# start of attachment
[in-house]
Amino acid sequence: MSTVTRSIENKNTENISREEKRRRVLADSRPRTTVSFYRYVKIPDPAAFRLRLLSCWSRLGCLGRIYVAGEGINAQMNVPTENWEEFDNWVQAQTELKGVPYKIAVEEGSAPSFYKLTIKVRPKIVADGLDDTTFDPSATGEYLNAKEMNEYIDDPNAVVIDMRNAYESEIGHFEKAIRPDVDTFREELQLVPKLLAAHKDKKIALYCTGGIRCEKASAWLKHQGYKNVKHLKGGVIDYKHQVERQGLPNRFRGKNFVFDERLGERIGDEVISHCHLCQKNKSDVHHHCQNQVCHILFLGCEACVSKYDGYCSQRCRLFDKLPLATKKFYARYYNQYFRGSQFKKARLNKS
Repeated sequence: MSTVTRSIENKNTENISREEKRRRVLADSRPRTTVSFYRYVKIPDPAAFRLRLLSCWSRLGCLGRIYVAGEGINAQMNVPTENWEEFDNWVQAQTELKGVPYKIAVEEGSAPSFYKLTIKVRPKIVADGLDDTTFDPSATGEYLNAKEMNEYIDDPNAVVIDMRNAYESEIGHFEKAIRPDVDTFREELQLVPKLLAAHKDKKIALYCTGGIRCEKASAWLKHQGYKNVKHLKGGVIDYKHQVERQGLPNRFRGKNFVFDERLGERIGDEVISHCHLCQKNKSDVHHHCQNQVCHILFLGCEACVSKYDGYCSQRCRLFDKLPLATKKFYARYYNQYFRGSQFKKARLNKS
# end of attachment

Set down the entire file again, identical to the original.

[in-house]
Amino acid sequence: MSTVTRSIENKNTENISREEKRRRVLADSRPRTTVSFYRYVKIPDPAAFRLRLLSCWSRLGCLGRIYVAGEGINAQMNVPTENWEEFDNWVQAQTELKGVPYKIAVEEGSAPSFYKLTIKVRPKIVADGLDDTTFDPSATGEYLNAKEMNEYIDDPNAVVIDMRNAYESEIGHFEKAIRPDVDTFREELQLVPKLLAAHKDKKIALYCTGGIRCEKASAWLKHQGYKNVKHLKGGVIDYKHQVERQGLPNRFRGKNFVFDERLGERIGDEVISHCHLCQKNKSDVHHHCQNQVCHILFLGCEACVSKYDGYCSQRCRLFDKLPLATKKFYARYYNQYFRGSQFKKARLNKS
Repeated sequence: MSTVTRSIENKNTENISREEKRRRVLADSRPRTTVSFYRYVKIPDPAAFRLRLLSCWSRLGCLGRIYVAGEGINAQMNVPTENWEEFDNWVQAQTELKGVPYKIAVEEGSAPSFYKLTIKVRPKIVADGLDDTTFDPSATGEYLNAKEMNEYIDDPNAVVIDMRNAYESEIGHFEKAIRPDVDTFREELQLVPKLLAAHKDKKIALYCTGGIRCEKASAWLKHQGYKNVKHLKGGVIDYKHQVERQGLPNRFRGKNFVFDERLGERIGDEVISHCHLCQKNKSDVHHHCQNQVCHILFLGCEACVSKYDGYCSQRCRLFDKLPLATKKFYARYYNQYFRGSQFKKARLNKS